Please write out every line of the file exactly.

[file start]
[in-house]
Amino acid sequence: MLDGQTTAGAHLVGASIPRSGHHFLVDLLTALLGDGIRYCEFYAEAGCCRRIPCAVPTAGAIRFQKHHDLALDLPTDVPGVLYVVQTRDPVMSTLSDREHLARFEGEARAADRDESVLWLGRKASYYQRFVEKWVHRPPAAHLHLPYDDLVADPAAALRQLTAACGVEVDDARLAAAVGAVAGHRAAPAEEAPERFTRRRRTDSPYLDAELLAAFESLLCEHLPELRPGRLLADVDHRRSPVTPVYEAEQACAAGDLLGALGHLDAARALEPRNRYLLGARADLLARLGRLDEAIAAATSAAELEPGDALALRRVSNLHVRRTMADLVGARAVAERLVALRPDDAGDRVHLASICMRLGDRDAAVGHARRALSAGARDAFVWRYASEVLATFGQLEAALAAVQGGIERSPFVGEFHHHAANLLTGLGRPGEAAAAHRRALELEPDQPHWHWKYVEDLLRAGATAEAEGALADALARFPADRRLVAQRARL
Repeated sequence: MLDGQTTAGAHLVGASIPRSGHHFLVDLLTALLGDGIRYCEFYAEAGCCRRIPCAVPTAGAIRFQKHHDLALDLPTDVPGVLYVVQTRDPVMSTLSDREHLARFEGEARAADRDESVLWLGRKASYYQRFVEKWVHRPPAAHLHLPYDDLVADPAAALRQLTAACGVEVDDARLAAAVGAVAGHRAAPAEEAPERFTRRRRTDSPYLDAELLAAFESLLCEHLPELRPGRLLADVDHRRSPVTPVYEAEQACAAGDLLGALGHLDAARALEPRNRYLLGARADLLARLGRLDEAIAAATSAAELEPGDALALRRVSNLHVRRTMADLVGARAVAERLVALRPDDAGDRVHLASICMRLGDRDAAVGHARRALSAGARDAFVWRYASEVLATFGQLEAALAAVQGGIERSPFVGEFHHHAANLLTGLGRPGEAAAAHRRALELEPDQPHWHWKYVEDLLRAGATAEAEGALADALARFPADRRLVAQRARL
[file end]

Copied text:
[in-house]
Amino acid sequence: MLDGQTTAGAHLVGASIPRSGHHFLVDLLTALLGDGIRYCEFYAEAGCCRRIPCAVPTAGAIRFQKHHDLALDLPTDVPGVLYVVQTRDPVMSTLSDREHLARFEGEARAADRDESVLWLGRKASYYQRFVEKWVHRPPAAHLHLPYDDLVADPAAALRQLTAACGVEVDDARLAAAVGAVAGHRAAPAEEAPERFTRRRRTDSPYLDAELLAAFESLLCEHLPELRPGRLLADVDHRRSPVTPVYEAEQACAAGDLLGALGHLDAARALEPRNRYLLGARADLLARLGRLDEAIAAATSAAELEPGDALALRRVSNLHVRRTMADLVGARAVAERLVALRPDDAGDRVHLASICMRLGDRDAAVGHARRALSAGARDAFVWRYASEVLATFGQLEAALAAVQGGIERSPFVGEFHHHAANLLTGLGRPGEAAAAHRRALELEPDQPHWHWKYVEDLLRAGATAEAEGALADALARFPADRRLVAQRARL
Repeated sequence: MLDGQTTAGAHLVGASIPRSGHHFLVDLLTALLGDGIRYCEFYAEAGCCRRIPCAVPTAGAIRFQKHHDLALDLPTDVPGVLYVVQTRDPVMSTLSDREHLARFEGEARAADRDESVLWLGRKASYYQRFVEKWVHRPPAAHLHLPYDDLVADPAAALRQLTAACGVEVDDARLAAAVGAVAGHRAAPAEEAPERFTRRRRTDSPYLDAELLAAFESLLCEHLPELRPGRLLADVDHRRSPVTPVYEAEQACAAGDLLGALGHLDAARALEPRNRYLLGARADLLARLGRLDEAIAAATSAAELEPGDALALRRVSNLHVRRTMADLVGARAVAERLVALRPDDAGDRVHLASICMRLGDRDAAVGHARRALSAGARDAFVWRYASEVLATFGQLEAALAAVQGGIERSPFVGEFHHHAANLLTGLGRPGEAAAAHRRALELEPDQPHWHWKYVEDLLRAGATAEAEGALADALARFPADRRLVAQRARL